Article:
Those who adored experimentalist Markson’s previous two outings (Reader’s Block, 1996; This Is Not a Novel, 2001) will be ecstatic anew as the writer keeps up his near-single-handed effort to keep American prose fiction significant, deep, and subtle.
Here is another booklength collection of facts, statements, and—like planted surprises—questions, the whole arranged in a breathtakingly seamless perfection by “Author,” who has put “the notes on three-by-five inch index cards” and at last “is pretty sure that most of them are basically in the sequence that he wants.” And what a sequence it is. Comic, bathetic, pathetic, wrenching, matter-of-fact (“Bach had twenty children, of whom nine survived him”), the entries manage to tell a story—of humanity and humanity’s desires, if you will—without ever once straining to do so, or at least without ever once showing the strain. “The first edition of Darwin’s Origin of Species sold out in one day,” we learn, and, later, “Baltimore, Edgar Allen Poe died in.” The result of Markson’s immersion in these and many other such facts, and of his ineluctably perfect marshalling of them, is a kind of mini-epic—small in proportion and therefore appropriate to our own paltry, lost, uninformed, and diminished age—of Western humanity’s long ambition toward the attainment of art, permanence, beauty, and meaning, all implicitly doomed by the pervasive banality and pseudo-bathos that we’ve degenerated into in our own day: a situation requiring that the tale now be told not in the broad strokes of real epic, but in the quietly understated, guarded, cautious, brilliantly organized yet unobtrusive listing of facts, queries, and assertions that Markson provides—ranging from “a terminal desolation and despair” to the plain fact that “Ravenna, Dante died in,” or “Brundisium, Virgil.” “The ways we miss our lives are life,” we read, wondering whether Author himself penned these words. Then, more sad than is imaginable: “All sorrows can be borne if you put them into a story. Said Isak Dinesen.”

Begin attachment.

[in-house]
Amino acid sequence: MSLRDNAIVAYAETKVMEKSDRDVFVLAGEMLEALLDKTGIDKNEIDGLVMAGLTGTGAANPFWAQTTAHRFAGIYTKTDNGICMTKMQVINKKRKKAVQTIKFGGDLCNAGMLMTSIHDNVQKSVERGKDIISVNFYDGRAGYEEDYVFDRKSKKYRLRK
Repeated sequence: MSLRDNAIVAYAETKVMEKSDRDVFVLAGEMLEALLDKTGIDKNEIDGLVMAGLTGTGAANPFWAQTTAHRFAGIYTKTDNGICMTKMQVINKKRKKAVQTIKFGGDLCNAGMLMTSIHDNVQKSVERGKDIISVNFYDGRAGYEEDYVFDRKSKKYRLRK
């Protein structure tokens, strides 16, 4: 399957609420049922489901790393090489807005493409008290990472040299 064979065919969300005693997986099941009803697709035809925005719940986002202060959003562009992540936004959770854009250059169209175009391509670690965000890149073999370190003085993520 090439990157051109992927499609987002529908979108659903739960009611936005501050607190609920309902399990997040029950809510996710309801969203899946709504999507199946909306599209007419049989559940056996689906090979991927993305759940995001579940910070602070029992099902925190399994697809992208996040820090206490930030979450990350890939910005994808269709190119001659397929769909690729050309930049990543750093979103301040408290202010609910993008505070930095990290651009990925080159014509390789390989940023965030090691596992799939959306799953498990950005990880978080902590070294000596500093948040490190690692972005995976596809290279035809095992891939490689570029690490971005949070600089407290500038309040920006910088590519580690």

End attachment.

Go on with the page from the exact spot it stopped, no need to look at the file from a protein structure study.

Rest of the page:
Here, indeed, is a story: brilliant, high, fine, masterful, deep—whether or not there remains an audience capable of embracing it.